Nigeria youths and weapons of constructive engagement -By Steve Orji

Filed under: Democracy & Governance |

Nigerian Youths


Nigeria, like India, has a sprawling resource gift of a green youthful population. Nearly 500 million people in India are 19 or younger; an outstanding demographic profile that ensures its workforce will keep growing for decades. This has positive economic consequences.

“The biggest reason India has more long-term growth potential is simply (that) its population is younger and growing more quickly than China’s…Now, though the top talent from the Indian institute of Technology and the Indian Institute of Management are flowing into the mid-sized sector…the Indian companies of the future are more dynamic…” (CHINDIA, Pete Engardio)

The Buhari government and perhaps the past ones have not been able to find a good spot for the youths in the design of Nigeria’s social contract. Our policy frameworks, both in the short and long terms, seem to lack coordinated, visionary perspectives at evolving the capacities of youths in both the business and political leadership of the country.

Muhammadu Buhari, 74, emerging as Nigeria’s President, through an omnibus political arrangement, is a dim metaphor for a nation that has strategic people and youth assets in every facet of human endeavour. Yet, determined to drag itself through the eye of the proverbial needle, burdened to breaking points, by the self-serving choice of running Nigeria, in a 21st century climate, with a crew of old, whimpering leaders.

The odds are clear as they are self-indicting. Buhari has shuttled the United Kingdom at four different times, the longest being the present, over 90 days, away from his desk. In his absence, his youths, the Nigeria youths, now at the fringe of desperation, those Nigeria failed to engage, are the linchpins, flying the kite of Nigeria’s dissolution.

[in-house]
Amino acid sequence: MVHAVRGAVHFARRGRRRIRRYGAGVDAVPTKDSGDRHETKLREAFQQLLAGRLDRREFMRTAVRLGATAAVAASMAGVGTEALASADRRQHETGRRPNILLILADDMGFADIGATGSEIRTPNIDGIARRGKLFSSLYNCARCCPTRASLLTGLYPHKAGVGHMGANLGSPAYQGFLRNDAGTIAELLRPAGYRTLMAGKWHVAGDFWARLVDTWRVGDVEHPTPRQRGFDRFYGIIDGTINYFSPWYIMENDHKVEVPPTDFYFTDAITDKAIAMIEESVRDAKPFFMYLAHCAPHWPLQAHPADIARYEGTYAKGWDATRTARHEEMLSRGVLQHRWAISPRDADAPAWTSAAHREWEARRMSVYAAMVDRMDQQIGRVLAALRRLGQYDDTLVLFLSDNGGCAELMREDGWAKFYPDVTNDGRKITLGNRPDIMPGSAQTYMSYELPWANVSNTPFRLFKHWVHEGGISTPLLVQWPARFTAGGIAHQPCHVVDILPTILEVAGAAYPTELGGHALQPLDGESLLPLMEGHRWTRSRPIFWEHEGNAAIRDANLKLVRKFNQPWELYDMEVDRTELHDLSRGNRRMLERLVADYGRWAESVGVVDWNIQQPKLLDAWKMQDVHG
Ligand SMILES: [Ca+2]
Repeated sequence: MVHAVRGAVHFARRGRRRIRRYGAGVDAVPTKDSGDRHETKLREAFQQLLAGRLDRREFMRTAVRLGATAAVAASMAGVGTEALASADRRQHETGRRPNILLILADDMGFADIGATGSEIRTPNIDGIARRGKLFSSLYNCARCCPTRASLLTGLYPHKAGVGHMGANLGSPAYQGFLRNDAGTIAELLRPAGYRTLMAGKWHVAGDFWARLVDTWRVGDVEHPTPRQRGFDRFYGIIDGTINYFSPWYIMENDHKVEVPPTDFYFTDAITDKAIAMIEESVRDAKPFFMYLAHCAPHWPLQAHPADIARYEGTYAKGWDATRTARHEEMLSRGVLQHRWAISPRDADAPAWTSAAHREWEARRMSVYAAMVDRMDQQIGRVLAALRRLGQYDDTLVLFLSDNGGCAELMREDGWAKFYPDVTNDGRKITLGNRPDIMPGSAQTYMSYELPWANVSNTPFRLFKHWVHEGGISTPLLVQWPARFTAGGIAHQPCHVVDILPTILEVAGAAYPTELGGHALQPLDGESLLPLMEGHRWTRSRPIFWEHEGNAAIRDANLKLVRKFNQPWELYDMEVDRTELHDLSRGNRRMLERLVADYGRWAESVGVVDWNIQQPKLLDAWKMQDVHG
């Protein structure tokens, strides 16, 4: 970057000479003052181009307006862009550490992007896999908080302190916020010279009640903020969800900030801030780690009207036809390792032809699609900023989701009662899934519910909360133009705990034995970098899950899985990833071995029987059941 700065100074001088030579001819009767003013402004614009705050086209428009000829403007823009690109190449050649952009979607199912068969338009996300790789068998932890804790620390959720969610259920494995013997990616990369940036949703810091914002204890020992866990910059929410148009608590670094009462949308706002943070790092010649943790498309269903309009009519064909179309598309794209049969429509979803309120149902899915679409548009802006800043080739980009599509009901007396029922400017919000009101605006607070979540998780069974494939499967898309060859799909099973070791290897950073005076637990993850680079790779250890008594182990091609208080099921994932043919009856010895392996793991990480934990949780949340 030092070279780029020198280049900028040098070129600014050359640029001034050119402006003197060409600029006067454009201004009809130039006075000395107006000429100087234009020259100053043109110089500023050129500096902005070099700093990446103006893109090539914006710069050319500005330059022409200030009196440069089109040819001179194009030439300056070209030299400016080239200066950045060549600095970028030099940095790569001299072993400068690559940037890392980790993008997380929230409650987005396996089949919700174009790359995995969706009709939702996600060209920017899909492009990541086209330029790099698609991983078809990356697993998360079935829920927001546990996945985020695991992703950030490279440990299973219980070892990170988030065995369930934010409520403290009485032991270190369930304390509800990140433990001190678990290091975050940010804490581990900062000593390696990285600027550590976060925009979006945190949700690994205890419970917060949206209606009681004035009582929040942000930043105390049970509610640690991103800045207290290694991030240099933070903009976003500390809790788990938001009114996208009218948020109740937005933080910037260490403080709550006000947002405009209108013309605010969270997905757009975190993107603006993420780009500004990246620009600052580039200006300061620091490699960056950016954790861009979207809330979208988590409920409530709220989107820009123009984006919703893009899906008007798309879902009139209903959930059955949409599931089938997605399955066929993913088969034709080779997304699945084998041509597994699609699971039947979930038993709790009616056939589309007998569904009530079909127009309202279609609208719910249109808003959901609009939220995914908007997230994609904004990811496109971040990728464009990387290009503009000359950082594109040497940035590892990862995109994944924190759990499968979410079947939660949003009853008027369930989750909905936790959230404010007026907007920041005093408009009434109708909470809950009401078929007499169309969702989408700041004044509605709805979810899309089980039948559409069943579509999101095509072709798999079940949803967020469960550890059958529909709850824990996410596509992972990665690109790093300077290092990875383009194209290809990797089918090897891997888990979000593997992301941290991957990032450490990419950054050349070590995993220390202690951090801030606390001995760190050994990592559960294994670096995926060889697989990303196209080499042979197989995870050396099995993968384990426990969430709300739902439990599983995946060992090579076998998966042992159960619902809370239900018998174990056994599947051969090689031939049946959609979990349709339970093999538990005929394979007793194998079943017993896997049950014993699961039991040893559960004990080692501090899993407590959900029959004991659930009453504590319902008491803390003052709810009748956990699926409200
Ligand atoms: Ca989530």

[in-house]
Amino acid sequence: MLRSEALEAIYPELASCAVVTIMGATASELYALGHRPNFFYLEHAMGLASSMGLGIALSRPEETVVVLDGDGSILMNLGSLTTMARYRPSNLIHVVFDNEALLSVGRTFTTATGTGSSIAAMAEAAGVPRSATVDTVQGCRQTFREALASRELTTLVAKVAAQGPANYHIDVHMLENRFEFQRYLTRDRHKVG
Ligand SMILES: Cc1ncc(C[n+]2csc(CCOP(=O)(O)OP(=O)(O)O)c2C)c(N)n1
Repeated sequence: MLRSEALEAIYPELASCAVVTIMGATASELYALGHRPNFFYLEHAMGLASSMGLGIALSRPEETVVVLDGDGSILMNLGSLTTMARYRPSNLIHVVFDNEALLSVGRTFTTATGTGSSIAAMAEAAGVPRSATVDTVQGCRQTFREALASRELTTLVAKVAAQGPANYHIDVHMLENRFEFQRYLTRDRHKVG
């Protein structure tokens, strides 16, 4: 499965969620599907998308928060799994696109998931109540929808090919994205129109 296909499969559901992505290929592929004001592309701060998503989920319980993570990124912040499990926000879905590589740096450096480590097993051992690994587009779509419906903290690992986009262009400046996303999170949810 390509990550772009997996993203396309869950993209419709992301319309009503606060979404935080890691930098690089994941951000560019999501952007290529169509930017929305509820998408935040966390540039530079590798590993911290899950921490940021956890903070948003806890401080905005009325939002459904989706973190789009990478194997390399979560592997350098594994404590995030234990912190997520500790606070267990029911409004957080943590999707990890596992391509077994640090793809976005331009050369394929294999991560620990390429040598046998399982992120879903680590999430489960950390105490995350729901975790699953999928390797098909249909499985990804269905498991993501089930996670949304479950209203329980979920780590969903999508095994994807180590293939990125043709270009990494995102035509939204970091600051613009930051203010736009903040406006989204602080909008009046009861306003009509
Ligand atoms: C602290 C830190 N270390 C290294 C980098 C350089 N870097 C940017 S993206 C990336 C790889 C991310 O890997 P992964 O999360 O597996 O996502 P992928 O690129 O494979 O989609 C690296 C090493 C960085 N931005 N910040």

The political thinking that “bankrolled” Buhari’s choice as President was the same mindset that evolved the quota system and the federal character policy, a typical Nigeria scheme, with admission criteria defined by such narrow contexts as tribe, political affiliation and of course does have the imprimatur of political elitism. The politicians are the ones who could decide who gets appointed to what position, and how far they can go in such appointed positions.

And it has little reckoning or deference to the modes and character of efficiency and excellence.

Nigerian youths suffer severe collateral damage to the politicking and stifling political culture that seek to perpetuate the throne of the “godfathers”. The Nigerian youths are gifted, talented and aggressively innovative. Not many amongst them have the blue blood or the family clout to put them in touch with the eminent, omnipotent “godfathers”. Does Nigeria have plain level playing field for everyone?

The loss of productivity and wealth creation arising from politicising the Nigeria scheme is sovereign. Who is engaging the youths of Nigeria? Beyond the modest interventions of the private sector in driving youth initiatives in both entrepreneurship and wealth creation, what should be the corporate response of the government?

Has the Federal Government thought about engaging the northern youths? Evolving policies should target resourcing youths along the path of their native strategic advantage.

What about prioritising policies that target the development of agriculture and animal husbandry, awarding scholarships and vocational incentives to youths in the northern part of Nigeria as a matter of national policy?

Acting President Yemi Osinbajo is walking the minefield of youth insurrection and trying almost unsuccessfully to douse the flames of youth agitations. Has he or his proxies been to Aba, Onitsha, Benin or Lagos? What can the youths in such places do?

They have no stake in the Nigeria project. The only horizon they could see is the one lined with broken promises and a futile hope. It is not enough to spur people through motivational speeches and snap them up momentarily from the grip of despondent fate. That is just about the moment, what about their tomorrow and long term future?

Nigeria’s policies in the main seem to de-enfranchise a segment of the nation in the quest for resource balance. This has led to a severely disproportionate involvement of the government in the affairs of the constituent states. Does the government want Nigeria to grow its footprints locally and industrially in local manufacturing of fabrics and clothes and shoes? What then has it planned for the Aba youths?

What about its wrought iron and furniture making industries? Can the Edo youths get incentives to put Nigeria on the map of household and corporate furnishings? What has happened to the Nnewi automobile national project? Is Lagos not due for a world class cyber and IT industrial park for techno-geeks and software development to equal that of India and China?

Those who stand against restructuring along fiscal federalism should at least forge an argument in favour of policies that buoy and empower the youths in their native occupational endeavours.

Steve Orji, wrote in from London, United Kingdom